Dense Chocolate Loaf Cake
A simple but intense chocolate loaf cake for a day when chocolate seems to be the only remedy.
Sometimes, you just want cake. A plain chocolate loaf cake – no embellishments, no frosting, no fancy frills (if you want more of a birthday cake see my The Best Chocolate Cake recipe). A simple chocolate cake that fixes everything. That makes everything better. This is that sort of cake. Though there is minimal preparation required, the flavour isn’t quite as simple as the procedure. This cake is dense, dark, and deeply chocolatey. That’s the reason for why it can stand alone, majestically, with a simple dust of confectioners’ sugar should you wish.
I’ve adapted this loaf cake recipe from Nigella Lawson’s How To Be A Domestic Goddess, which is one of my go-to cookbooks for dessert recipes. I was attracted to the dark, tender crumb the image displayed- and I wasn’t disappointed. I did make quite a few changes- because Nigella does get a little carried away with butter and sugar. Here are the main ones:
- I cut down the sugar and the fat content by about 25 g, I think you could get away with cutting down by even more sugar, but I found this to be the perfect amount without compromising the taste.
- I replaced the fat- the butter with coconut oil, as the first time I tried this cake, I wanted to be a little healthier (and I was out of butter)- but using butter is fine if you don’t have any flavourless coconut oil on hand.
- As usual, I highly recommend adding a touch of coffee or espresso to any dessert that contains chocolate, because it really accentuates the bitter flavour. Instead of using a cup of water as the recipe originally specified, I used a cup of coffee. You could also use a cup of Guinness and make it more of a Guinness chocolate cake– and if you don’t feel comfortable using coffee, use water.
- I used raw (Demerara) sugar instead of granulated sugar I actually use Demerara for everything. It’s the best- flavour-wise and healthier-alternative-for-sugar-wise as well.
- I added a tbsp of cocoa powder because I like the earthy flavour that cocoa lends to chocolate cakes- though this flavour can be attained by using a bitter variation of chocolate (see below).
- This isn’t major change, but I suggest using bitter, bitter chocolate if you can. If you use 65-70% cacao, you won’t need to add the cocoa powder.
Though I did say this cake was a simple one, you can of course, decorate it to your liking. Serving it with a rum chocolate sauce would make the most decadent treat- so would a dollop of crème fraîche or ice cream.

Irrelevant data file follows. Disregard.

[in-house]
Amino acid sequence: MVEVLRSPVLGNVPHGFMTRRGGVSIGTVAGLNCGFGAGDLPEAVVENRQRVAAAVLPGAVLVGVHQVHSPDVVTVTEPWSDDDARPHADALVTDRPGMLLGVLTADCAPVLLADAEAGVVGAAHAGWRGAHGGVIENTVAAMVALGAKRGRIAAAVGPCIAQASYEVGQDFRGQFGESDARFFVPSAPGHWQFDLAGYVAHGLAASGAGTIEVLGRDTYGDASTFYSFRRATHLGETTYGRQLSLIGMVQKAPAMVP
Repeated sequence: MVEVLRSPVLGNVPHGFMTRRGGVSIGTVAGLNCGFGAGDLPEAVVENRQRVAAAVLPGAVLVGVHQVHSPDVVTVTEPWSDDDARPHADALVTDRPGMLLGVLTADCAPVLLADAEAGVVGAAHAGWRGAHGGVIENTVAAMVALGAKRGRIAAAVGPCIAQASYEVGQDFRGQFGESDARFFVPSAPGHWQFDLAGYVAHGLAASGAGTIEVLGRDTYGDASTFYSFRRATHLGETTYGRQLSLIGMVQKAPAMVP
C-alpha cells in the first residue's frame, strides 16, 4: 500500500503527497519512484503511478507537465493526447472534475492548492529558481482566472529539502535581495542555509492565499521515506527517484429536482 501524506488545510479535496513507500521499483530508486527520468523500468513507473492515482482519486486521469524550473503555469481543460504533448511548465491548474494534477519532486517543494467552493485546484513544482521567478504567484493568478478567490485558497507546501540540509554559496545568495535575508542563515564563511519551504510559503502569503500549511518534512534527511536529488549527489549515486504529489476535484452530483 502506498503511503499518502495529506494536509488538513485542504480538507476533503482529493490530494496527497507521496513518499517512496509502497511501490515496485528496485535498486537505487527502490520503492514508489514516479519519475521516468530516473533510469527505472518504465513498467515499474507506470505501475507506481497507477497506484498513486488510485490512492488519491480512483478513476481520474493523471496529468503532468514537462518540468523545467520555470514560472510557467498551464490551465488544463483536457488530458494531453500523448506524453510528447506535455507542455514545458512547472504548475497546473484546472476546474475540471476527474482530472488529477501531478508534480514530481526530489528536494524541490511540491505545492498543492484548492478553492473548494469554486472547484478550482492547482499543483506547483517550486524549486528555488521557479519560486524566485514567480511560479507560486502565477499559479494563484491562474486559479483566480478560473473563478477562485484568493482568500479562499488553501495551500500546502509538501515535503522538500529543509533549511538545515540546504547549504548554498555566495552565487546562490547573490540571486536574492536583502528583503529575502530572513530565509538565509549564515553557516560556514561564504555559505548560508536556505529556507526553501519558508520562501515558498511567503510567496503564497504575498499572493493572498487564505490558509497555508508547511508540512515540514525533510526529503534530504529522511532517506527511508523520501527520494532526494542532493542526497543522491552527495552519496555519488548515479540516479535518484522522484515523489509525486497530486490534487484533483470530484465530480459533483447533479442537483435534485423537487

Dense Chocolate Loaf Cake
- Just under 1 cup (200 g) coconut oil or butter, softened
- 1 and 2/3 cup (350 g) sugar (I use raw, but brown or granulated sugar should work fine)
- 2 eggs
- 100-110 g (4 oz) dark chocolate, melted (in the microwave/over a double boiler)
- 1 tbsp cocoa powder
- 1 tsp baking soda
- 1/2 tsp salt
- 1 cup hot coffee (1 cup boiling water + 2 tsp instant espresso powder- or just water if you don't like coffee)
- 1 and 1/3 cup (200 g) all-purpose flour
- Preheat the oven to 350 F or 180 C and line a 9x5 inch loaf tin with a liner/grease with butter and dust with flour/line with parchment paper.
- In a bowl, cream together the oil/butter and sugar until just combined.
- Add the eggs and continue to mix. Do not be tempted to beat too much air into the batter, as you want this cake to be dense and devilish, not light and fluffy.
- Slowly blend in the melted chocolate. Make sure that it has cooled slightly so that it does not destroy the delicate nature of the butter mixture.
- Add the cocoa, baking soda and salt and continue to blend.
- Alternate between the hot coffee and flour in three batches until your result is a thin batter that resembles the consistency of melted ice cream.
- Pour the batter into your prepared loaf pan and bake for 45-60 minutes or until a toothpick inserted comes out with damp crumbs (it will not come out completely clean due to the dense nature of this cake- EDIT- some readers have stated that it takes a longer time to bake the loaf in their case. This is quite possible as actual oven temperatures vary even if you set them to a certain value or if you're using a smaller loaf pan- keep checking the cake every 5 minutes after it its the 45 minute mark to make sure the cake is no longer jiggly in the centre).